Fatal attraction: foreigners who fight in Syria

What motivates idealistic Muslims, mostly the children of immigrants in their teens and twenties, to abandon lives of promise in their parents’ adopted countries to fight for a faraway cause? The National's Colin Randall finds out

Picture from Twitter of Akram Sebah, right, and his older brother Mohamed in Syria before they were killed. The young men from London were killed in combat with militants linked to Al Qaeda in Syria
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MARSEILLE, FRANCE // One, a bright student from Wales, wanted to be the first Asian prime minister of Britain.

Another, a product of the forbidding Parisian suburbs, was making something of his life with a family and good job. Others were initially driven by humanitarian concerns, anxious to help those in peril and distress.

All ended up as combatants in Syria's civil war, which has become a magnet for global Islamist extremists for whom the overthrow of Bashar Al Assad's regime would be just a start.

In many countries of the West, the magnet has proved powerful, with thousands of impressionable young people answering a call they typically encounter on the internet.

But what motivates these idealistic Muslims, mostly the children of immigrants in their teens and twenties, to abandon lives of promise in their parents’ adopted countries to fight for a faraway cause? Case studies from Europe and North America offer a guide, but perhaps not a full answer.



To one British expert on Islamist radicalisation, the prospect of adventure and camaraderie plays a significant role in the recruitment of youth to fight in Syria and Iraq.

Sasha Havlicek, who co-chairs the European Union’s internet radicalisation working group, told the BBC the numbers attracted to Syria dwarfed anything seen since the Afghan-Soviet conflict.

Ms Havlicek, also chief executive of the Institute for Strategic Dialogue, quoted estimates that 6,000-10,000 foreigners engaged each year in fighting the Assad regime, 10 per cent of them from Europe.

Many have joined the Islamic State group active in Syria and Iraq even though, she said, it had little popular support and was responsible for a number of atrocities.

“Evidence on the ground points to the fact [Islamic State] doesn’t have broad-based popularity,” Ms Havlicek said. “People are afraid and really disgusted by the sort of activities [Islamic State] has been pursuing.”

Against this, she argued, the appeal of such groups to outsiders was strengthened because “the narrative of the recruiters is in line with mainstream western analysis around Assad, his brutality, his oppressive regime”.

But she added: “Much of the [Islamic State] support is really adventure-seeking, the camaraderie, kids who want to be part of a gang.”

In the same discussion, Laith Al Saud, visiting professor of religious studies at DePaul university in Chigaco, said there was a clear socio-economic basis for the recruitment of militants.

Mr Al Saud also cautioned against suggestions that Islamic State was making “ideological inroads” in Iraq and Syria, since the evidence was that the movement was unpopular.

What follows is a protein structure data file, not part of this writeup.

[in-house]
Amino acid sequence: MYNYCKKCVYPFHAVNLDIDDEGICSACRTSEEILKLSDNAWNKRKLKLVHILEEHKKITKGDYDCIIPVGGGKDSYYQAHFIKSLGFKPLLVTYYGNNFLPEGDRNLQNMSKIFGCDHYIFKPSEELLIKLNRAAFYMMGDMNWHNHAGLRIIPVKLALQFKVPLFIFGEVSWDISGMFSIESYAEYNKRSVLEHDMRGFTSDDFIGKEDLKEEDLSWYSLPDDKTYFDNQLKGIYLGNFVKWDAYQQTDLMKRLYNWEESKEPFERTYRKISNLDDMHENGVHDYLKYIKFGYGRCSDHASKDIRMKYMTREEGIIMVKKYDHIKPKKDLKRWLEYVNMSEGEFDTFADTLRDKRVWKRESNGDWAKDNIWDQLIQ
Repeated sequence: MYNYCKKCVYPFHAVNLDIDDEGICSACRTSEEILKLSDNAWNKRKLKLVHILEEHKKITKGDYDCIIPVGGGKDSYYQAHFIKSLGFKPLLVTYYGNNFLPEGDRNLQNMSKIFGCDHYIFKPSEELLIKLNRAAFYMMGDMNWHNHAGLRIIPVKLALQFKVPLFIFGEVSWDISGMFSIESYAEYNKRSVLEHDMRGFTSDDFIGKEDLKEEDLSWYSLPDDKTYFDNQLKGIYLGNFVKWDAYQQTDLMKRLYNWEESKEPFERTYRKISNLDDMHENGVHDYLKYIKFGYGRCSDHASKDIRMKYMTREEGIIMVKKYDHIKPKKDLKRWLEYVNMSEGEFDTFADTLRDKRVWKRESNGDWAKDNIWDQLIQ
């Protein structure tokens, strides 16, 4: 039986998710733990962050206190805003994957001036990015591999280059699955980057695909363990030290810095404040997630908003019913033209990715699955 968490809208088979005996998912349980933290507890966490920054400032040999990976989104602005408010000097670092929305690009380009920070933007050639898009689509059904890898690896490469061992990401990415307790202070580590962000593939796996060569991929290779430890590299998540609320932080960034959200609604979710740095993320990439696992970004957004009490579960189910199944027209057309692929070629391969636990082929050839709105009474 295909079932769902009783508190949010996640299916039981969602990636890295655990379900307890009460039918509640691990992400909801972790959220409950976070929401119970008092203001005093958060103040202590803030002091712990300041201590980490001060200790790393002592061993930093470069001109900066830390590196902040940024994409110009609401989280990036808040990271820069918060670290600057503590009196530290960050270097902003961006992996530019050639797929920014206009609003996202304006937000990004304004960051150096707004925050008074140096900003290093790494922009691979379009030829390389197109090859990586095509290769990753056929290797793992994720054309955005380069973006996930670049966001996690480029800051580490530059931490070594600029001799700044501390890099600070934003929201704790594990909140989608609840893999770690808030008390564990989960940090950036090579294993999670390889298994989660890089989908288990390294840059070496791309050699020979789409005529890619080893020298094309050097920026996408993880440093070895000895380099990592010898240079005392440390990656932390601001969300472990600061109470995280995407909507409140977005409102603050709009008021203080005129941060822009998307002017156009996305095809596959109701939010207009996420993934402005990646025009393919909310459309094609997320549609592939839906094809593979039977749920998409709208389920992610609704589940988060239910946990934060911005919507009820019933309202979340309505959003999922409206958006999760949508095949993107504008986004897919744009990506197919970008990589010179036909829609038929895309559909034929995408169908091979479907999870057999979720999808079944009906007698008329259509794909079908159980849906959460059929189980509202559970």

He accepted that the group had nevertheless been able to “mobilise young guys aged 15 to 25”.

“I would suggest a lot of that has to do with testosterone and boredom for people of that age group… we have seen in the past and historically that in places [where] there are no jobs, there’s little hope, there’s a sense of alienation, it is easy to encourage and excite young men who don’t seem to have much future in their lives.”

British and other western officials are especially concerned about the huge task of monitoring those who return to their home countries after becoming battle-hardened.

Britain’s foreign ministry’s budget for projects, notably in Yemen and Pakistan, to counter the spread of terrorism is being halved, from the current annual outlay of £30 million (Dh189m). According to critics of the policy, this will leave it with insufficient capacity to keep returning militants under scrutiny.

Richard Barrett, a former director of global counterterrorism for Britain’s MI6 intelligence service, said about 300 fighters had returned to the UK after fighting in Syria. The estimated figure grows ten-fold when Muslims from other western countries are included, he said.

“There’s a big difference I think about being motivated to go as a foreign fighter and coming back as a domestic terrorist. But nonetheless, it doesn’t take many. And if it’s only one per cent of 3,000 people already and counting, then that’s going to be quite a problem,” he told the US network CNN.

Recruitment levels have risen steadily throughout the anti-Assad conflict.

Professor Mohamed Ali-Adraoui, a French political and social scientist from the European University Institute in Florence, Italy, said that not all those drawn from the West to Syria start out with strongly anti-western sentiments. It was possible for an individual to join Syrian rebels because of genuine concern about the civil war, and only then come under anti-western influence.

Mr Ali-Adraoui, whose book From the Gulf to the French Banlieue: Globalised Salafism, was published last year, said, "By far the biggest recruiting agent for Syria is Bashar Al Assad.

“Young people are very sensitive to television and online pictures and some wish to act heroically in the name of Islam. Among a whole set of factors, by far the most important basic reason is Assad’s policies and his crimes against his own people.”